Sarah Dayday, 45, carries a swelling on her jaw since 2014. Four years before this, she had a bad tooth removed by a mystic using a piece of spoon. Sarah removed the following aching teeth on her own.
Tzu Chi Foundation will sponsor Sarah Dayday’s needed surgery. She flew to Taipei, Taiwan on April 14 and is scheduled to undergo a surgery on April 19 at the Taipei Tzu Chi Hospital.
We live in an age of advanced medicine and healthcare, yet people in remote areas are still clinging either in the power of mystics or in self-medication whenever they fell ill. These practices are a result of culture and extreme poverty. But sometimes, instead of being treated, relying on these lead into something worse.
Sarah Dayday, 45, strokes her left face. Having removed the cloth mask that she usually wore to hide the tumor hanging from her left jaw, she feels exposed. It was three years ago when the swelling started but Sarah still remembers it like it happened only yesterday. She remembers the aching tooth, the mystic, and the piece of spoon that turned her quiet life in Bantayan Island, Cebu upside down.
It was 2010 and news of a visiting mystic from Leyte circulated in the island village. It was very timely, Sarah thought, as she had been suffering from a terrible toothache for days. There was no dental clinic in the island and Sarah usually removes her bad tooth on her own. But that time, she sought help from the spiritual healer.
Chanting ancient prayers, the mystic used a spoon to push Sarah’s aching tooth until it came off. No medicines were prescribed after the ritual. Immediately after that day, Sarah carried on with the chores of fetching water and washing her family’s laundry.
Two months later, another tooth became tender. Sarah removed it all on her own as well as the next tooth after that, and the one after that.
In 2012, Sarah noticed a swelling on her left jaw, located just under the ear. Pain killers helped ease the ache but in 2013, she got pregnant with her sixth child. Although the swelling persisted, with a baby to think of, taking medicines were no longer an option.
A year later, the swelling has grown so big it’s impossible to pretend it doesn’t exist. It took its toll on Sarah’s speech. “My voice doesn’t sound like mine anymore,” she laments.
Even the simple chores of swallowing or brushing her teeth is a struggle. Most days, the mass also throbs with pain that Sarah couldn’t bring herself to sleep.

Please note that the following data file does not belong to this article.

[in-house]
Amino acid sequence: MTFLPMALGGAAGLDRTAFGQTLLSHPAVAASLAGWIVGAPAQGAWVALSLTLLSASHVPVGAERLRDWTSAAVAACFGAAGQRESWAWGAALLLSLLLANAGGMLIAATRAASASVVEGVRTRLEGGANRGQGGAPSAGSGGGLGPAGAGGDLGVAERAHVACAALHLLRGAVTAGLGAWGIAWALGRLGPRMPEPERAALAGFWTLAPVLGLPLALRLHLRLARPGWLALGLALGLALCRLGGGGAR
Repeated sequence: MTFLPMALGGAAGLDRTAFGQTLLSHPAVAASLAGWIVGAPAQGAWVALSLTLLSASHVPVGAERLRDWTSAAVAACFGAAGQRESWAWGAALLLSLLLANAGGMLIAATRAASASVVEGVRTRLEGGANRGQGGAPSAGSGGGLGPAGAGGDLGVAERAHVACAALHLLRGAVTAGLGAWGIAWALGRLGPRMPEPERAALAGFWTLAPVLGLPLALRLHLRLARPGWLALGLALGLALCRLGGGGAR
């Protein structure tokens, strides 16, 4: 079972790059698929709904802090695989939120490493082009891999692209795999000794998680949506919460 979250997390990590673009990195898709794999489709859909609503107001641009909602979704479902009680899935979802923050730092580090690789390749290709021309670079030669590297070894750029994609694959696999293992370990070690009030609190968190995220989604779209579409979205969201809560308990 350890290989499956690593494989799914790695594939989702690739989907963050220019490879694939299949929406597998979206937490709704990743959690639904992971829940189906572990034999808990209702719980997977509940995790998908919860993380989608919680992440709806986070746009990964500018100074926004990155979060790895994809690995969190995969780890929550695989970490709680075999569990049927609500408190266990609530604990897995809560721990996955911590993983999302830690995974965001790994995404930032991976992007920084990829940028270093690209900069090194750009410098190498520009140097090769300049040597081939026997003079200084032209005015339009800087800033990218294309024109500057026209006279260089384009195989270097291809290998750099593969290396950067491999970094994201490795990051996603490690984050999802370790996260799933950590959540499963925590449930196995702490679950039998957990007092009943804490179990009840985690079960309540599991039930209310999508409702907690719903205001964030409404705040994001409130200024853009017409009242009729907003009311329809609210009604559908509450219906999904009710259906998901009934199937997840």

However, to endure it was all that Sarah could do for healthcare is a luxury in the island. In fact, Sarah had already lost two children because of inadequate health facilities to serve the villagers in the island, nor did her family has the money to have the kids treated.
Sarah’s 12-year-old son, Joel, died in 2014. He had a mass on his nape and it was connected to his spine. He was bedridden for two years until death took him. The following year, another child, Cindy, 8, passed away. She had dwarfism and a string of complications, among them is a heart problem and malnutrition.
Taking into account the fate of her children, Sarah stopped hoping she will get better. “The city is far from our village and we don’t have the money for the transportation fare,” says Sarah. “Instead, whenever I am in pain, I took pain killers.”
Sarah’s husband is the breadwinner of the family. He earns Php200-300 as a caretaker of a small tourist boat. Bantayan Island is a famous tourist spot in Cebu.
To somehow help in their expenses, Sarah collects scrap plastic bottles and other junks in the beach to sell at the mainland. On a good month, she earns Php500.
In December 2016, a German tourist saw Sarah and felt deep compassion for her. The tourist sponsored her transportation fare and consultation fee with a dentist in Lahug, Cebu. The dentist advised Sarah to undergo an urgent surgery for her mandibular tumor, or the swelling on her jaw. But the tourist’s help could only go so far and since the family didn’t have the money for a costly medical operation either, Sarah’s fate remained up in the air.
Days passed. Sarah tried her best to live normally; but the unusual swelling on her jaw makes her a constant subject of talks in the village.
One day, Sarah received a call. The woman on the other end of the line introduced herself as a Tzu Chi volunteer. Sarah didn’t know what a Tzu Chi volunteer is. But the woman said they have heard about Sarah’s case through a dentist in Cebu. The woman inquired, “Would Sarah allow Tzu Chi to help her have an operation?”
Sarah could not respond. Her tears were already falling.
On February 13, 2017 Sarah and her sister-in-law, Elin, flew to Manila from Cebu. Sarah underwent consultations with Tzu Chi International Medical Association (TIMA) dentists who advised that she undergo a surgery at the Taipei Tzu Chi Hospital in Taiwan.
Sarah and her sister waited as Tzu Chi arranged their documents. Then on April 14, just before the break of dawn, Sarah and Elin flew to Taipei.
“I feel so happy that I will be operated because this tumor has been a big burden to me and I have been suffering for a long time because of this,” Sarah says, crying.
Tzu Chi volunteer Jennylind Romero, who accompanied Sarah to the airport, feels deeply for the patient’s misery. “It is sad that just because they did not have the money for the right medication, the result was even more serious,” says Jennylind. “When I asked Sarah, she told me she will be the happiest person when the operation becomes a success.”
Jennylind was praying the same thing.
Sarah is currently in Taipei awaiting her surgery, which is scheduled on April 19. The operation is expected to cost NT$500,000, or over Php800, 000. After the surgery, Sarah will have to stay in the hospital for a month to ensure her complete recovery.